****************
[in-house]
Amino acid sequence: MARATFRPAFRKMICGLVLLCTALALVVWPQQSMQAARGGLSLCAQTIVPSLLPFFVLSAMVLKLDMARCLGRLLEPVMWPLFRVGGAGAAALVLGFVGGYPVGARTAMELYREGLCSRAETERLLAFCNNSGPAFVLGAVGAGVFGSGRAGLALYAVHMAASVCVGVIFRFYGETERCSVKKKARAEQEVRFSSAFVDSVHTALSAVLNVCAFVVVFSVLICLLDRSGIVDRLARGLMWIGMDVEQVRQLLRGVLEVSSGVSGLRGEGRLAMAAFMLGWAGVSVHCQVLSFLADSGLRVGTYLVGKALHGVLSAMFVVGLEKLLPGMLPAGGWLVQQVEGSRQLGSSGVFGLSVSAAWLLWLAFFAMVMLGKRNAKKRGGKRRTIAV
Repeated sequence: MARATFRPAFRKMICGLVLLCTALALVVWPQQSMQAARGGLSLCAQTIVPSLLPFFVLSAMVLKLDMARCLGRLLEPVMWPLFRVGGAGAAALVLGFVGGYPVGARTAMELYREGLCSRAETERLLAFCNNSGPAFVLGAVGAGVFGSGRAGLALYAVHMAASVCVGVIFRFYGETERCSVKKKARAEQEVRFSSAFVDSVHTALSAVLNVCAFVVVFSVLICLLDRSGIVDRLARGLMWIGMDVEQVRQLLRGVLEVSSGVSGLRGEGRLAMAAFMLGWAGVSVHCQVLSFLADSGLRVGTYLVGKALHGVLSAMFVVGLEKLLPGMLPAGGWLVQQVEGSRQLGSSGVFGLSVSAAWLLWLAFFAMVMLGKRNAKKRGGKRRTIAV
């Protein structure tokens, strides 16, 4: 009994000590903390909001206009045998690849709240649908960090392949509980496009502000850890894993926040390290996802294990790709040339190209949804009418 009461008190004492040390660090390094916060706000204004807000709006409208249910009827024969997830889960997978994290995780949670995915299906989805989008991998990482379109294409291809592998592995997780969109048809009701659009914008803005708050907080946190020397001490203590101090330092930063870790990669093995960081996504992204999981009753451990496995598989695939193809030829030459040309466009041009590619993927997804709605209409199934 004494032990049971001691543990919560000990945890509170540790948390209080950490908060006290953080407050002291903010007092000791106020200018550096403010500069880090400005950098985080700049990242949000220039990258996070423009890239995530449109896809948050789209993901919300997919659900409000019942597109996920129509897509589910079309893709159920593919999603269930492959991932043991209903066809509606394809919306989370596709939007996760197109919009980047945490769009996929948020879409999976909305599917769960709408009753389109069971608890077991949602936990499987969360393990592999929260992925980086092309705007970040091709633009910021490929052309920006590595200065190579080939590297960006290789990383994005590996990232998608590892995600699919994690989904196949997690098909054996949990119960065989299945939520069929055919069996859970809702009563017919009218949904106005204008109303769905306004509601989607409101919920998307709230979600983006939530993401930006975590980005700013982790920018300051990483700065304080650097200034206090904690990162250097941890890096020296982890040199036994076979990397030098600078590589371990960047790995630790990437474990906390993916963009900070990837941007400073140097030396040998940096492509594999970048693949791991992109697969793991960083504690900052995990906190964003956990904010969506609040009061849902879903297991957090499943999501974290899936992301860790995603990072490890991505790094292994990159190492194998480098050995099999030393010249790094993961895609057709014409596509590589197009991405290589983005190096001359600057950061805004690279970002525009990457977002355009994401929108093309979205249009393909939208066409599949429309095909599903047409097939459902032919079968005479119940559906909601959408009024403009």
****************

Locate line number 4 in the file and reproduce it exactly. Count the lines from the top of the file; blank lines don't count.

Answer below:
């Protein structure tokens, strides 16, 4: 009994000590903390909001206009045998690849709240649908960090392949509980496009502000850890894993926040390290996802294990790709040339190209949804009418 009461008190004492040390660090390094916060706000204004807000709006409208249910009827024969997830889960997978994290995780949670995915299906989805989008991998990482379109294409291809592998592995997780969109048809009701659009914008803005708050907080946190020397001490203590101090330092930063870790990669093995960081996504992204999981009753451990496995598989695939193809030829030459040309466009041009590619993927997804709605209409199934 004494032990049971001691543990919560000990945890509170540790948390209080950490908060006290953080407050002291903010007092000791106020200018550096403010500069880090400005950098985080700049990242949000220039990258996070423009890239995530449109896809948050789209993901919300997919659900409000019942597109996920129509897509589910079309893709159920593919999603269930492959991932043991209903066809509606394809919306989370596709939007996760197109919009980047945490769009996929948020879409999976909305599917769960709408009753389109069971608890077991949602936990499987969360393990592999929260992925980086092309705007970040091709633009910021490929052309920006590595200065190579080939590297960006290789990383994005590996990232998608590892995600699919994690989904196949997690098909054996949990119960065989299945939520069929055919069996859970809702009563017919009218949904106005204008109303769905306004509601989607409101919920998307709230979600983006939530993401930006975590980005700013982790920018300051990483700065304080650097200034206090904690990162250097941890890096020296982890040199036994076979990397030098600078590589371990960047790995630790990437474990906390993916963009900070990837941007400073140097030396040998940096492509594999970048693949791991992109697969793991960083504690900052995990906190964003956990904010969506609040009061849902879903297991957090499943999501974290899936992301860790995603990072490890991505790094292994990159190492194998480098050995099999030393010249790094993961895609057709014409596509590589197009991405290589983005190096001359600057950061805004690279970002525009990457977002355009994401929108093309979205249009393909939208066409599949429309095909599903047409097939459902032919079968005479119940559906909601959408009024403009």